I quite enjoy quiet surprises--when I found out the gender of my babies, either through birth or the doctor, waking up to three inches of snow and a quiet world, getting an email from someone I thought had forgotten about me and finding out they missed me, too. Are those surprises or unexpected events?  Are they one in the same? I may never know, but since I enjoy them by myself in peace and privacy, they are good.  

I will never be a fan of surprises.  They mostly fall short of what I really want, and I don't want to hurt anyone's feelings, or pretend that I love what I don't.  And what do I want?  For someone to understand this about me and accept it. That would be a good surprise. 

Dirty Paws

It is another cold, rainy day in Georgia. My backyard is pine straw and mud, which means when the dogs go out and actually venture off the deck, they usually are waiting by the door with muddy paws. That's 16 hairy feet I have to wipe before they can enter. They are usually fairly good about waiting their turn, they know the order, and although they hate when I do it they know it has to be done.  Because sometimes life is messy.  Sometimes its soggy.  Sometimes it's dirty paws.

With a puppy in the house (Crash, my grand-puppy, almost a year old but it will be hard to think of him as anything but a puppy no matter how big he gets) sometimes the order turns to chaos. Sometimes he refuses to leave the deck until he absolutely cannot hold his bladder or his bowels another second. Sometimes one of them poos on the deck itself.  We make our guesses but just like with kids no one's talking and everyone looks kind of guilty except Jack who just looks oblivious so you can either yell at all of them or none of them.  I choose the latter. Poo on the deck is the least of my worries.  Coming home to poo in the living room, and dining room, and hallway...well, that's another story to be dealt with on another day. Sometimes in his mad dash for his best bud Maggie (who sometimes doesn't go down but watches over the rest with a powerful stance, sniffing the air, sometimes pacing, ever-protective of her best bud Crash) Crash will fly right past the other dogs and me, leaving small muddy prints from the sliding door until landing in the recliner, his refuge when his Grandma starts yelling. There he sits with an innocent look on his little adorable black face, as if saying "It wasn't me. I was in the chair. See?" He hates when I yell, he hates to get in trouble, and fortunately for him he's so damned cute no one can stay mad at him for long.  Not even when he lunged at my face and hit my nose with his teeth, leaving a bruising mark and tenderness for a couple of weeks. He was playing of course, with his usual puppy exuberance, and I certainly can't fault him for that. But still, I'm left with his paw print trail, and if there's one thing I can tire of quickly it's cleaning up after dogs. I know, I know, I bring that on myself, but it doesn't mean I have to like it.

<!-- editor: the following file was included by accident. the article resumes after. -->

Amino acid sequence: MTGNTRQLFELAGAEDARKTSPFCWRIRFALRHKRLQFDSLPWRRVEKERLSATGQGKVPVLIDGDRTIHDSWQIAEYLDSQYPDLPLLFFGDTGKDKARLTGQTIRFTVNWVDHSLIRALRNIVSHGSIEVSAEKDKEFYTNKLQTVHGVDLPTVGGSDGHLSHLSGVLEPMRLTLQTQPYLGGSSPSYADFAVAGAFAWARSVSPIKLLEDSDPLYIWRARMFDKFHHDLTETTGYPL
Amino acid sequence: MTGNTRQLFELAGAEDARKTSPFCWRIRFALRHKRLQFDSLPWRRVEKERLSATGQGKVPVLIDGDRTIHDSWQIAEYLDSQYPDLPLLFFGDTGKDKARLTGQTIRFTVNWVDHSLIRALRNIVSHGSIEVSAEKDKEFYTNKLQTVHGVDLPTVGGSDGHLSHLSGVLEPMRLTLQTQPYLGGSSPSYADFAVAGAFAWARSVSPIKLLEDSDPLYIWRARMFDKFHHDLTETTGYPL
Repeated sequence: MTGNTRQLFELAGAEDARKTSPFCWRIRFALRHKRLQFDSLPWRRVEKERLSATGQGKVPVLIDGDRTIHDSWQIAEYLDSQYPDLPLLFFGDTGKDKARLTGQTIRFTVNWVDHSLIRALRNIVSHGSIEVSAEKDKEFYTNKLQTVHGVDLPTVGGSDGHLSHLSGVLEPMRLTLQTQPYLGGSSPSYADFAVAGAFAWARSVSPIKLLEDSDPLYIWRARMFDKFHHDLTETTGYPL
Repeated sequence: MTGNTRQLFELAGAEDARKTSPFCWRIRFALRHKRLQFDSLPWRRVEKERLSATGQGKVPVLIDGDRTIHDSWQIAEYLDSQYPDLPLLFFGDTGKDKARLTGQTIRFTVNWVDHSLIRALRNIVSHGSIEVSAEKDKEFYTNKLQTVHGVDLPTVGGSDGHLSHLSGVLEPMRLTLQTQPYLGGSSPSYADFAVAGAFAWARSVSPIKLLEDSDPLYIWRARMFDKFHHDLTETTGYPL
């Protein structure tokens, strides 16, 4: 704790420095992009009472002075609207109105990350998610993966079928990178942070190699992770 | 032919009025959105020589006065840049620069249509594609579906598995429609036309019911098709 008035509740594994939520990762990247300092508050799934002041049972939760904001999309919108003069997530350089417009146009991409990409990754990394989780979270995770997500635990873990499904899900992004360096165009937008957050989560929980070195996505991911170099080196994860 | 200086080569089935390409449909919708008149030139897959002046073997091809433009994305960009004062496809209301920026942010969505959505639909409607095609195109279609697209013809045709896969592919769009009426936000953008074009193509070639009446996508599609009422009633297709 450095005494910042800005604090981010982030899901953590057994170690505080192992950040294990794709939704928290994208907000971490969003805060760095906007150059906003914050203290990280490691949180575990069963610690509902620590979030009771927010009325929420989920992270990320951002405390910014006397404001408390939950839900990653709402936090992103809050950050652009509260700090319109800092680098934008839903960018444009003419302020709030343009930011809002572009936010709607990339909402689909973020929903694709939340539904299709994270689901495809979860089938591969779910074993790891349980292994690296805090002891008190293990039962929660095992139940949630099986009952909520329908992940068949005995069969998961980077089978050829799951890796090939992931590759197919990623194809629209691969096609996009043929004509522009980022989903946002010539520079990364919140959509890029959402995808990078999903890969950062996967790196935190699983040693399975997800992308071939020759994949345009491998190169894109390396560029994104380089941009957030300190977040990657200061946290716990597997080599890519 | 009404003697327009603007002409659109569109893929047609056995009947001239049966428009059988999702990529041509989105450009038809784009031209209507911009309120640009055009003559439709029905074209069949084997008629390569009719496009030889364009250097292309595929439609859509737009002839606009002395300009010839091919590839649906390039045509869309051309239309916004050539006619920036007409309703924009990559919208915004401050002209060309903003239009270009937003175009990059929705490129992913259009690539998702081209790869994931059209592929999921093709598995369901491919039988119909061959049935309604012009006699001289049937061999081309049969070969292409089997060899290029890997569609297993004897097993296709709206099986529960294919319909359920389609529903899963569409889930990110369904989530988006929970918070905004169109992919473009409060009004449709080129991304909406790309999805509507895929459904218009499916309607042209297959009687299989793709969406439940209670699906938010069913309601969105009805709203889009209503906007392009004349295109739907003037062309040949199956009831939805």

But that's what happens. Things get marked, they get dirty, dingy, fogged, and we have two choices--leave it and live in the muck and mire, or grab a rag, some cleaner, and get down there and wipe it up. Sometimes it takes quite a bit of muscle, scrub a dub dub, and sometimes it doesn't completely come out. I no longer remember the original shade of my carpet, but it never ceases to amaze me that almost every new house comes with light colored carpet. Really? That seems like a good idea NEVER. One answer would be imitation hardwood, but with that comes other issues, like furball tumbleweeds, toenail scratches, dogs slipping and sliding...well, it's always something. That's life, after all.  If it's not one thing it's another. If you've cleaned it up, chances are it's gonna get dirty again, and so begins still another repeatable cycle in your own little circle of life, and as much as I tire of cleaning paws I am thankful that I'm still able to do it. I can get down on the floor and get back up again, with relative ease and range of motion.  I can chase that puppy and get him chasing me.  I can still do what needs to be done to keep that cycle going, one of many in my circle of life. I'm grateful.  I'm 48 with all of my original equipment, and I can emphatically state beyond a shadow of a doubt that nothing else I've owned still works after 48 years. My Presto Air Popper came close, at 20+ marriage is going on 30, also quite the feat, but sadly no cigar. I would love to squeeze another 48 years out of my circle, but I plan to make the most out of whatever I have left. Life is for the living. Breath is for the breathing. Dirty paws and all.